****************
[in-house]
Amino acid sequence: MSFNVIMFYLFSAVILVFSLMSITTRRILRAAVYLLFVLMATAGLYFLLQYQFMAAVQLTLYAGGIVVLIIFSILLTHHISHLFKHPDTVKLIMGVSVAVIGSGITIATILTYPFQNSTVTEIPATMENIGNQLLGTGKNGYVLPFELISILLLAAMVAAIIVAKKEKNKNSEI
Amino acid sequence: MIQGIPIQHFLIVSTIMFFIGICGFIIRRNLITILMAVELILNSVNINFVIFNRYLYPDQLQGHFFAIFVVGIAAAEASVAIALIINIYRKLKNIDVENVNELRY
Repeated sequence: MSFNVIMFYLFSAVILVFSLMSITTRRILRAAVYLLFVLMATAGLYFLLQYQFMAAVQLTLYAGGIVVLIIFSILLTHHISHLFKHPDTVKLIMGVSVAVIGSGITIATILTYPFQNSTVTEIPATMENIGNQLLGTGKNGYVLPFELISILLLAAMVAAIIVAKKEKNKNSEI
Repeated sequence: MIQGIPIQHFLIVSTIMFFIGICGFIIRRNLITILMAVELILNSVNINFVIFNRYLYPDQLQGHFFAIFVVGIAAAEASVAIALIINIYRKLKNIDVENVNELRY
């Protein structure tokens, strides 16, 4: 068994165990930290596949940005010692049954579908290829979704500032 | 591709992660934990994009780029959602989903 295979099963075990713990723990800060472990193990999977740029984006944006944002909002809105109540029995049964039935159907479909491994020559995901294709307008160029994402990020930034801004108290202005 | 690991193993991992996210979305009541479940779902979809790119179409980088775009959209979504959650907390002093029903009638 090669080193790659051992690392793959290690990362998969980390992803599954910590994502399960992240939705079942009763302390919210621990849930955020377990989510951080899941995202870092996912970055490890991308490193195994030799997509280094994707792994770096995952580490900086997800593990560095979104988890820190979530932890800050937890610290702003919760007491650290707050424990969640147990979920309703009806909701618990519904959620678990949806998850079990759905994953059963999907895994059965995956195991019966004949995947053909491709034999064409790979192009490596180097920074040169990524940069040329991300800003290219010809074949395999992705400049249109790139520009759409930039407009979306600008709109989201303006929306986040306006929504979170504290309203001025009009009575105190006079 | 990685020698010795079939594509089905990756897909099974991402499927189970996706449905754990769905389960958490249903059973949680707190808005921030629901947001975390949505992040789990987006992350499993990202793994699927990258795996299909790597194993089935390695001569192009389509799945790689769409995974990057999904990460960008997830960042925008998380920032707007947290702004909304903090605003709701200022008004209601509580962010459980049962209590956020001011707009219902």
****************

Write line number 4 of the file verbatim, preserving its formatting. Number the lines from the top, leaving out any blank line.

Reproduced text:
Repeated sequence: MSFNVIMFYLFSAVILVFSLMSITTRRILRAAVYLLFVLMATAGLYFLLQYQFMAAVQLTLYAGGIVVLIIFSILLTHHISHLFKHPDTVKLIMGVSVAVIGSGITIATILTYPFQNSTVTEIPATMENIGNQLLGTGKNGYVLPFELISILLLAAMVAAIIVAKKEKNKNSEI